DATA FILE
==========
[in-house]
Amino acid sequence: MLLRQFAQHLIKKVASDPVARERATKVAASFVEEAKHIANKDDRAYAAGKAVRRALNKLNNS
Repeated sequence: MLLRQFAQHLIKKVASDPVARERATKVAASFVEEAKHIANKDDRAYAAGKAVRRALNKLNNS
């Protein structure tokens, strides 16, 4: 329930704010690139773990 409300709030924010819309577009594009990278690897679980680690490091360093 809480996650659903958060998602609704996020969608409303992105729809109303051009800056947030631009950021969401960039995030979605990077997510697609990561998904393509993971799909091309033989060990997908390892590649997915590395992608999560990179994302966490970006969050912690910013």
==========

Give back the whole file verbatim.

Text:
[in-house]
Amino acid sequence: MLLRQFAQHLIKKVASDPVARERATKVAASFVEEAKHIANKDDRAYAAGKAVRRALNKLNNS
Repeated sequence: MLLRQFAQHLIKKVASDPVARERATKVAASFVEEAKHIANKDDRAYAAGKAVRRALNKLNNS
């Protein structure tokens, strides 16, 4: 329930704010690139773990 409300709030924010819309577009594009990278690897679980680690490091360093 809480996650659903958060998602609704996020969608409303992105729809109303051009800056947030631009950021969401960039995030979605990077997510697609990561998904393509993971799909091309033989060990997908390892590649997915590395992608999560990179994302966490970006969050912690910013």